There are so many stories about terrible care homes that mum refuses to even consider it. I try to explain that we have the opportunity now to find somewhere really nice, but if we leave it till things get desperate the choices will be limited. In fact I have found the perfect place for her in Crosshills, very close to me, in a light, bright building where the rooms have a little kitchenette with fridge, kettle & microwave. Expensive yes, but she can afford it, especially if we can rent out her bungalow. My mothers big objection...you only got a shower once a week.
When she really can't manage we will have to employ a full time carer, which should be a happier option...it's this in between stage, when she is just about coping, that's difficult.

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Re: Family Matters

Post by Marilyn » 16 Sep 2012, 08:18

I feel for you all.
Thankfully, we don't have any elderly relatives to consider....for which I am very grateful indeed.

Some years ago, I used to work as a Blood Sister on domicillary rounds. Our schedule was arranged according to priority...eg those who were fasting and diabetic were called upon before those who were fasting and not diabetic. Occasionally, an even bigger emergency pushed the call time back slightly, though I used to belt around as if the car was on fire and tried hard not to keep folk waiting. These home visits were for people too sick to be loaded in a car by relatives and driven to a centre. It was a free service to the client of course. But the number of times I would arrive at a clients home to be told "You are ten minutes late and I need to get to Bingo! ( or something similar)."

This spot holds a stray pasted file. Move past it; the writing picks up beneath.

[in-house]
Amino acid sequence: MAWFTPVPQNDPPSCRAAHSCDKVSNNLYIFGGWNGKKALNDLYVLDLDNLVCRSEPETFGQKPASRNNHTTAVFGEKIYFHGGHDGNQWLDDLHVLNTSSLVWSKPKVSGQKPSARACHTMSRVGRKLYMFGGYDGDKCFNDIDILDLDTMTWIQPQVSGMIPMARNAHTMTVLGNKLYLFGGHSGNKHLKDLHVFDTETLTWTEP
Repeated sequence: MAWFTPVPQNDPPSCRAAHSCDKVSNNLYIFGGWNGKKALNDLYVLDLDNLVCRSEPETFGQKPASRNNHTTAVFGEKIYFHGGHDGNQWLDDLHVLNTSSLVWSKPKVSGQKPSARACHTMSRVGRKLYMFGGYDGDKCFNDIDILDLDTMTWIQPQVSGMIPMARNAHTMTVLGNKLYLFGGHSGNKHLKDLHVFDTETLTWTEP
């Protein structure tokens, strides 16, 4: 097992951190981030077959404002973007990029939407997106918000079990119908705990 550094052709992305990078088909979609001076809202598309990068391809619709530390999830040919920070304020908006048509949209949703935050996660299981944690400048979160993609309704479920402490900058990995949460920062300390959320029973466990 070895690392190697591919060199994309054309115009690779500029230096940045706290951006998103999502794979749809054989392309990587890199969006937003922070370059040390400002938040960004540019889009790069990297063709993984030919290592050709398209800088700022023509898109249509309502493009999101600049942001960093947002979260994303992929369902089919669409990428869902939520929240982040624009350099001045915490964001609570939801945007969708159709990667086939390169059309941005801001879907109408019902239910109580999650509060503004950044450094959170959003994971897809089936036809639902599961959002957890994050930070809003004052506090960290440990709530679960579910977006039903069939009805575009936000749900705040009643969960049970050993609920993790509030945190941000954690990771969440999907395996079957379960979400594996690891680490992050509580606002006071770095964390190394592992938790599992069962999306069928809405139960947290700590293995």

( couldn't go to bingo via a blood collection centre could you deary?)

Having said that, I do understand it from the clients point of view. There must be nothing worse than sitting there dying for a wash or simply to be dressed...and I think it is quite normal for some clients to get a bit 'nit picky' until they get used to their new routine. Change is hard to accept for some folk, and that can be expressed as dissatisfaction...

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Re: Family Matters

Post by Wendyf » 16 Sep 2012, 08:37

I have tried to explain to mum that there are other people whose needs are much more urgent than hers Maz, and surely half an an hour each way makes no difference to her....but no, she just can't see it that way, she is paying for a service and dammit, they should come at the time arranged!! She has absolutely no patience at all, worse than a small child.